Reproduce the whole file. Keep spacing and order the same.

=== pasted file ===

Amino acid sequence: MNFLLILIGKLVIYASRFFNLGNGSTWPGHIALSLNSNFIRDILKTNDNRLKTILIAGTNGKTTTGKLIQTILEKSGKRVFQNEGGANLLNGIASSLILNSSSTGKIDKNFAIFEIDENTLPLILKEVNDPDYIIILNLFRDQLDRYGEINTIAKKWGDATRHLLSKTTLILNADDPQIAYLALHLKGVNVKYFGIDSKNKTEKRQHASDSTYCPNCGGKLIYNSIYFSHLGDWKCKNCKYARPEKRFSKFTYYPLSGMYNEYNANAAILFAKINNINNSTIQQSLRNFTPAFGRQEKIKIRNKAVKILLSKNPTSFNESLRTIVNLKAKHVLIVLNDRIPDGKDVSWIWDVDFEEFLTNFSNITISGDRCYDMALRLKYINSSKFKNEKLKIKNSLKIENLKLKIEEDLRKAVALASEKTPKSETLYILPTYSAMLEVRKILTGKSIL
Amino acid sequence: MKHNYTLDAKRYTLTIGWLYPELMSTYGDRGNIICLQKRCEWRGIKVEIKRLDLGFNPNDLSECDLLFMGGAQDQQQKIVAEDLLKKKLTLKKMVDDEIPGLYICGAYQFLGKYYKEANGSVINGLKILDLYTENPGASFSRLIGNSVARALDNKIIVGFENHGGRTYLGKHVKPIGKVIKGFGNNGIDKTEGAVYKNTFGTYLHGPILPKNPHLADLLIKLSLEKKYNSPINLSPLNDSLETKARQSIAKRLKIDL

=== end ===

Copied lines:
Amino acid sequence: MNFLLILIGKLVIYASRFFNLGNGSTWPGHIALSLNSNFIRDILKTNDNRLKTILIAGTNGKTTTGKLIQTILEKSGKRVFQNEGGANLLNGIASSLILNSSSTGKIDKNFAIFEIDENTLPLILKEVNDPDYIIILNLFRDQLDRYGEINTIAKKWGDATRHLLSKTTLILNADDPQIAYLALHLKGVNVKYFGIDSKNKTEKRQHASDSTYCPNCGGKLIYNSIYFSHLGDWKCKNCKYARPEKRFSKFTYYPLSGMYNEYNANAAILFAKINNINNSTIQQSLRNFTPAFGRQEKIKIRNKAVKILLSKNPTSFNESLRTIVNLKAKHVLIVLNDRIPDGKDVSWIWDVDFEEFLTNFSNITISGDRCYDMALRLKYINSSKFKNEKLKIKNSLKIENLKLKIEEDLRKAVALASEKTPKSETLYILPTYSAMLEVRKILTGKSIL
Amino acid sequence: MKHNYTLDAKRYTLTIGWLYPELMSTYGDRGNIICLQKRCEWRGIKVEIKRLDLGFNPNDLSECDLLFMGGAQDQQQKIVAEDLLKKKLTLKKMVDDEIPGLYICGAYQFLGKYYKEANGSVINGLKILDLYTENPGASFSRLIGNSVARALDNKIIVGFENHGGRTYLGKHVKPIGKVIKGFGNNGIDKTEGAVYKNTFGTYLHGPILPKNPHLADLLIKLSLEKKYNSPINLSPLNDSLETKARQSIAKRLKIDL